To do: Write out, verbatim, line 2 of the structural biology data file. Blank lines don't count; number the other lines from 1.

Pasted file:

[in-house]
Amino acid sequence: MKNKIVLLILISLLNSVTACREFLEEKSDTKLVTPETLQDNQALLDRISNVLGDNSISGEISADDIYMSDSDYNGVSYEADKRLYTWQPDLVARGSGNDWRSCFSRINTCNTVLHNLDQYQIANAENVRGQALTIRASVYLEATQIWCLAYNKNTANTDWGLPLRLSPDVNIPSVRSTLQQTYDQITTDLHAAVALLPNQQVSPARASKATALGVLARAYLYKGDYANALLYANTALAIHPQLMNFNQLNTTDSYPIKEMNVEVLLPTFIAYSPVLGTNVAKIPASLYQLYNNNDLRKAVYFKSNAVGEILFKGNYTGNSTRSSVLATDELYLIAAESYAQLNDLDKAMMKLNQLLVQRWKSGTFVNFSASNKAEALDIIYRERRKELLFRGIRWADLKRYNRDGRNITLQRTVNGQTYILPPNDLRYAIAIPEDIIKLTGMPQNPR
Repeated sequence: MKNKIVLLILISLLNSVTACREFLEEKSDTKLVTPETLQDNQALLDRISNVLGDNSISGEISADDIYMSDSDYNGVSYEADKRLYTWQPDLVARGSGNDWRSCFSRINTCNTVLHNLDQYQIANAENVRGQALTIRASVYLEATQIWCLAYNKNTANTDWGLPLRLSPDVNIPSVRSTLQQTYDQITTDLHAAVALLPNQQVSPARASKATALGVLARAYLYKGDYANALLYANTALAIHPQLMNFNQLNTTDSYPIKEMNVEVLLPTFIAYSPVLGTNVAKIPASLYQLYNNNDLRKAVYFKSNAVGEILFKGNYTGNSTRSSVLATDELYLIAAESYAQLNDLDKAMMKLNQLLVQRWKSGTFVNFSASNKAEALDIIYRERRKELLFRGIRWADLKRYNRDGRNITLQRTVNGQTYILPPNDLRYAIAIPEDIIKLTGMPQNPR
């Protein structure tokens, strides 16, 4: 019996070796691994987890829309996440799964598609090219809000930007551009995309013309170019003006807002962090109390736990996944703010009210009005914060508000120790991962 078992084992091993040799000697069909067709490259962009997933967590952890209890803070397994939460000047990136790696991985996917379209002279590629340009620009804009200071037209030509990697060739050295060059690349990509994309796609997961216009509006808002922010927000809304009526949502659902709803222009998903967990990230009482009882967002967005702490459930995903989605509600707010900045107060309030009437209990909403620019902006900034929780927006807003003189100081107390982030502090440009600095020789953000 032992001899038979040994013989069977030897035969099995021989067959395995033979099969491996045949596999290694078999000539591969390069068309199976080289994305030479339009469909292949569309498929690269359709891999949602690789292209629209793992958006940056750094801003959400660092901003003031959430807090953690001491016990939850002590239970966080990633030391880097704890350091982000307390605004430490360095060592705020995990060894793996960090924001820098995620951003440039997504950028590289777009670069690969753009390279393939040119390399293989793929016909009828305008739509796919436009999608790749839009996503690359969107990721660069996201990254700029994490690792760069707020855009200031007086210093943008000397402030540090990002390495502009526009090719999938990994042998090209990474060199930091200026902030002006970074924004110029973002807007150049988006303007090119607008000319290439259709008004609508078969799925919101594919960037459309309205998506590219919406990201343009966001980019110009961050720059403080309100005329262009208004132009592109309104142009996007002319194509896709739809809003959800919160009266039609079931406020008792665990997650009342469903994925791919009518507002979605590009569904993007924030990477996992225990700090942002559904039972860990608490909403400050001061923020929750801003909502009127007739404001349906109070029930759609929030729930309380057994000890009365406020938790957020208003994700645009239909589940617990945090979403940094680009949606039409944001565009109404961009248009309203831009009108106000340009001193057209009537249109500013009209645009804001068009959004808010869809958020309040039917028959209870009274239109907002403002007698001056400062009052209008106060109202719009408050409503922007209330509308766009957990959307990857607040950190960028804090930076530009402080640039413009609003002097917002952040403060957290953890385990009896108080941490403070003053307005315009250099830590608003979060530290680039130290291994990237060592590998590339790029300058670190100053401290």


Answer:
Amino acid sequence: MKNKIVLLILISLLNSVTACREFLEEKSDTKLVTPETLQDNQALLDRISNVLGDNSISGEISADDIYMSDSDYNGVSYEADKRLYTWQPDLVARGSGNDWRSCFSRINTCNTVLHNLDQYQIANAENVRGQALTIRASVYLEATQIWCLAYNKNTANTDWGLPLRLSPDVNIPSVRSTLQQTYDQITTDLHAAVALLPNQQVSPARASKATALGVLARAYLYKGDYANALLYANTALAIHPQLMNFNQLNTTDSYPIKEMNVEVLLPTFIAYSPVLGTNVAKIPASLYQLYNNNDLRKAVYFKSNAVGEILFKGNYTGNSTRSSVLATDELYLIAAESYAQLNDLDKAMMKLNQLLVQRWKSGTFVNFSASNKAEALDIIYRERRKELLFRGIRWADLKRYNRDGRNITLQRTVNGQTYILPPNDLRYAIAIPEDIIKLTGMPQNPR